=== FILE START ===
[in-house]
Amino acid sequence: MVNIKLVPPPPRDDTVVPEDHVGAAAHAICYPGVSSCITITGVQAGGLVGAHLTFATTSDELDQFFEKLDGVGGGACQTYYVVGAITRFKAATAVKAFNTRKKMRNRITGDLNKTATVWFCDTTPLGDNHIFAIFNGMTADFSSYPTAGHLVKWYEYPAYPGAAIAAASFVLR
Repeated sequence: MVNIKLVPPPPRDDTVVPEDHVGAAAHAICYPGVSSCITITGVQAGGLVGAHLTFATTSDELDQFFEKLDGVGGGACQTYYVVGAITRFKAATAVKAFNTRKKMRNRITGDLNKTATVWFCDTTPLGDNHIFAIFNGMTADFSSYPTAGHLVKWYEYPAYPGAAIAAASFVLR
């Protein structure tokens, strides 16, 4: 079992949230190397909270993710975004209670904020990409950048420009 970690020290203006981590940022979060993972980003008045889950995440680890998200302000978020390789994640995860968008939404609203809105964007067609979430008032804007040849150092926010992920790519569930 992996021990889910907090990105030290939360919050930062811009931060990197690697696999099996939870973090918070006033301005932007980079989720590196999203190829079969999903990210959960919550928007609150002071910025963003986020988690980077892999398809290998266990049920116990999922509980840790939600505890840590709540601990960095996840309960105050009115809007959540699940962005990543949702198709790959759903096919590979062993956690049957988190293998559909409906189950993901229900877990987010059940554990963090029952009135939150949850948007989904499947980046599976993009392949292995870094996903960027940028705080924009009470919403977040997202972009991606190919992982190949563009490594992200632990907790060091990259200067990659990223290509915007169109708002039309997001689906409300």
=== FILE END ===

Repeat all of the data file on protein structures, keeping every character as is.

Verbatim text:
[in-house]
Amino acid sequence: MVNIKLVPPPPRDDTVVPEDHVGAAAHAICYPGVSSCITITGVQAGGLVGAHLTFATTSDELDQFFEKLDGVGGGACQTYYVVGAITRFKAATAVKAFNTRKKMRNRITGDLNKTATVWFCDTTPLGDNHIFAIFNGMTADFSSYPTAGHLVKWYEYPAYPGAAIAAASFVLR
Repeated sequence: MVNIKLVPPPPRDDTVVPEDHVGAAAHAICYPGVSSCITITGVQAGGLVGAHLTFATTSDELDQFFEKLDGVGGGACQTYYVVGAITRFKAATAVKAFNTRKKMRNRITGDLNKTATVWFCDTTPLGDNHIFAIFNGMTADFSSYPTAGHLVKWYEYPAYPGAAIAAASFVLR
């Protein structure tokens, strides 16, 4: 079992949230190397909270993710975004209670904020990409950048420009 970690020290203006981590940022979060993972980003008045889950995440680890998200302000978020390789994640995860968008939404609203809105964007067609979430008032804007040849150092926010992920790519569930 992996021990889910907090990105030290939360919050930062811009931060990197690697696999099996939870973090918070006033301005932007980079989720590196999203190829079969999903990210959960919550928007609150002071910025963003986020988690980077892999398809290998266990049920116990999922509980840790939600505890840590709540601990960095996840309960105050009115809007959540699940962005990543949702198709790959759903096919590979062993956690049957988190293998559909409906189950993901229900877990987010059940554990963090029952009135939150949850948007989904499947980046599976993009392949292995870094996903960027940028705080924009009470919403977040997202972009991606190919992982190949563009490594992200632990907790060091990259200067990659990223290509915007169109708002039309997001689906409300």